Let It Flood

In a metropolis like Glasgow, urbanisation can lead to population overgrowth and demand fast development in transportation, business and residential sectors, these sectors contribute to the emission of greenhouse gases and therefore, to the greenhouse effect. The greenhouse effect directly and significantly influences our living environment, for example, flooding and rising water levels threaten our homes, businesses and travel. The emission of waste gases produced by vehicles can contribute to physical diseases such as lung cancer and pneumonia and the city’s overgrowth can also increase the risk of mental health issues. Limited employment opportunities and the demands of a high population can cause social issues like rising unemployment and anti-social behaviour. As landscape architects, we can create new green spaces in the urban realm to provide places for people’s daily activities such as exercise, social engagement and transportation, to alleviate social and environmental pressures.


'Let it flood' considers the source of the problem and its consequences. Flooding as a consequence is the focus of this project. By designing a new topography for the riverside landscape this project seeks to increase the water storage and filtration capacity, for example, through integration of wetlands and retention pools. This proposal also offers improved biodiversity, for example, by providing habitats for waterbirds.


To tackle the source of the problem, the greenhouse gases, this project proposes to use plants to absorb gases like carbon dioxide through photosynthesis and to redesign the motorway to reduce the number of vehicles on the roads and cut down the emission of greenhouse gases. Through the transformation of the existing road system, we can build a city-scale green network. With the continued reduction in the number of cars in the city, the use of car parks and the motorway will be reduced and over time will be abandoned, these spaces can be transformed into designed landscapes.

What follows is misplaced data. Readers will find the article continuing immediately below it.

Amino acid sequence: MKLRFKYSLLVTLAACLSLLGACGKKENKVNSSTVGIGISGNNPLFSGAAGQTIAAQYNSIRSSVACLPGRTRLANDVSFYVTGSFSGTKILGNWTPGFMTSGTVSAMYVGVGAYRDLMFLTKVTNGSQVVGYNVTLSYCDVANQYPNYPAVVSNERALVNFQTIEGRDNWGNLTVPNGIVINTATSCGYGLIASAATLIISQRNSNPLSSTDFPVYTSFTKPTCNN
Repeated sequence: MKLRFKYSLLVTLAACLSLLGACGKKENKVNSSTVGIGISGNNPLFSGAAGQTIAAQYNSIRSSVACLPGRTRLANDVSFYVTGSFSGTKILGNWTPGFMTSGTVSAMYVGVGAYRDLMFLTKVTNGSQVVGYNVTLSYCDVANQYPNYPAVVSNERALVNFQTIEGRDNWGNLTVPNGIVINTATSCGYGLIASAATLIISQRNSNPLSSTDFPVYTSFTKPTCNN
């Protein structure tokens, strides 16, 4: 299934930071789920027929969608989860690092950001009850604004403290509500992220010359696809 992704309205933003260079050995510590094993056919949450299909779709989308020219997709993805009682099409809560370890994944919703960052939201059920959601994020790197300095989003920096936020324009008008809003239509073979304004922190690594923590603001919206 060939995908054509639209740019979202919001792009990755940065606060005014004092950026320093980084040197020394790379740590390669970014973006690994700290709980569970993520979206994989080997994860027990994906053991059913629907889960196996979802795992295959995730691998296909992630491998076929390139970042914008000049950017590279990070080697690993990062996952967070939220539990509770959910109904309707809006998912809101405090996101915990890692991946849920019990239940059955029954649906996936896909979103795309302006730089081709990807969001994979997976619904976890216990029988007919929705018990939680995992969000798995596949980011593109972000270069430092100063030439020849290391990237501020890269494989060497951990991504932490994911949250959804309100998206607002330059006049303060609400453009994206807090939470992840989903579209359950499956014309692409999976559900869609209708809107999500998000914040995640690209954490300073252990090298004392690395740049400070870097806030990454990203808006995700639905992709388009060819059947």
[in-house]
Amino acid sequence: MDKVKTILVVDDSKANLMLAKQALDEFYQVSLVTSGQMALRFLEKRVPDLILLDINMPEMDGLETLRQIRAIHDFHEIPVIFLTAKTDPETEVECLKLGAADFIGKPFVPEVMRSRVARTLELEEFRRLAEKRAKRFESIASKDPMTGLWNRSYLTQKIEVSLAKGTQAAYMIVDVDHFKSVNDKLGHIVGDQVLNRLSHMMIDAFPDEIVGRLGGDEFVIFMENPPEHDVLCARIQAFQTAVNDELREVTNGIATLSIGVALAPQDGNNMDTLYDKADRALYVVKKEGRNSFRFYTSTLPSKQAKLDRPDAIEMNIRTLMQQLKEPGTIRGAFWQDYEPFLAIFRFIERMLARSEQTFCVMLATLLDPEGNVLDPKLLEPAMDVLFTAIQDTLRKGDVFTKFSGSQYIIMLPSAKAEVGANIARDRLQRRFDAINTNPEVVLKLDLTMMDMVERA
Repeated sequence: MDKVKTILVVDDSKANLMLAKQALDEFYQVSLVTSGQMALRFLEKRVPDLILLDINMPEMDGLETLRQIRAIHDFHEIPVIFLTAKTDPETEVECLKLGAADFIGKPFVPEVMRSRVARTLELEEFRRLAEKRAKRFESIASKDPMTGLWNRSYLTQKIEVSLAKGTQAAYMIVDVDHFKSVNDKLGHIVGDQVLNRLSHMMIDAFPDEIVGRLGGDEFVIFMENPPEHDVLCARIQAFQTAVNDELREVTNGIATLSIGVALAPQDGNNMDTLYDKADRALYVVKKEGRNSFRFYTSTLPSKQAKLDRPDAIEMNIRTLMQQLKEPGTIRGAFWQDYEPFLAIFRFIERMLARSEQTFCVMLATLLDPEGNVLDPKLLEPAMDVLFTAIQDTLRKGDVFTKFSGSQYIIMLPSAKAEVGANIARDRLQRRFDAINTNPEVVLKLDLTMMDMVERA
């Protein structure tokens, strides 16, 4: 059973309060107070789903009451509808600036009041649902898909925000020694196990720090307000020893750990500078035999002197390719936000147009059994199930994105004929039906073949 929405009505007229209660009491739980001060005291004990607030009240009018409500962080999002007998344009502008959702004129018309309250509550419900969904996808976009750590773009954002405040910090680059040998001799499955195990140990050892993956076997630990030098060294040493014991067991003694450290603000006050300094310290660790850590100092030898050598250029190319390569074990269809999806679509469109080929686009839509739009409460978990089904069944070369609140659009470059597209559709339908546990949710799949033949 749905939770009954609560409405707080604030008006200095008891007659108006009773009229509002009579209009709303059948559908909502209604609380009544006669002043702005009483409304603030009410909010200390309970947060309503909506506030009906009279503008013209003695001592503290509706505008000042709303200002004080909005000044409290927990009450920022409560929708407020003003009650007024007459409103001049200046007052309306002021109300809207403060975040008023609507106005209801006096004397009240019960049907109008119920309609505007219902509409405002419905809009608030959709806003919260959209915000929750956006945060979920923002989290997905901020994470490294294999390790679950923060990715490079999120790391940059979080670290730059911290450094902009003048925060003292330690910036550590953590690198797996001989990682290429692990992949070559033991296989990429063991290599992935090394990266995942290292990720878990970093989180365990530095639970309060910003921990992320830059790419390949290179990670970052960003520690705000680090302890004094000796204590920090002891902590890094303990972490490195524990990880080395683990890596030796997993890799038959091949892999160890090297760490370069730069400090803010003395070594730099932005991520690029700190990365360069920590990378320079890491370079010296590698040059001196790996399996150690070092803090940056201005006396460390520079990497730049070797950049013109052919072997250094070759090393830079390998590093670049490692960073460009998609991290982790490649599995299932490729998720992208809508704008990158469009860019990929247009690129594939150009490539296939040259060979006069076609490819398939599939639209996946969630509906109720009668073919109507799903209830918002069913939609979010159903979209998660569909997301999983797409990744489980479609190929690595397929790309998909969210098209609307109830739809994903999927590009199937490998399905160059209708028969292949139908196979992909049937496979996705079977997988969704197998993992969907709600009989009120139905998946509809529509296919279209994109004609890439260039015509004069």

The transformation will take a phased approach. Firstly, the riverside vacant spaces will be designed to defend against a flooding disaster. Secondly, car parks will be redesigned to absorb greenhouse gases. Finally, with the future extinction of cars, the motorway infrastructure can be totally transformed into a city-scale landscape network.

The Green Cross

Relying on the existing green spaces and the River Clyde in Glasgow City, we can figure out the green areas are generally distributed on 2 axises, and our site is exactly set on the cross point. Therefore, our project can be seen as a connection to link the existing green spaces in 4 directions, and contribute to a city-scale landscape network.

the green cross in Glasgow
phasing and birds' view
Let it flood
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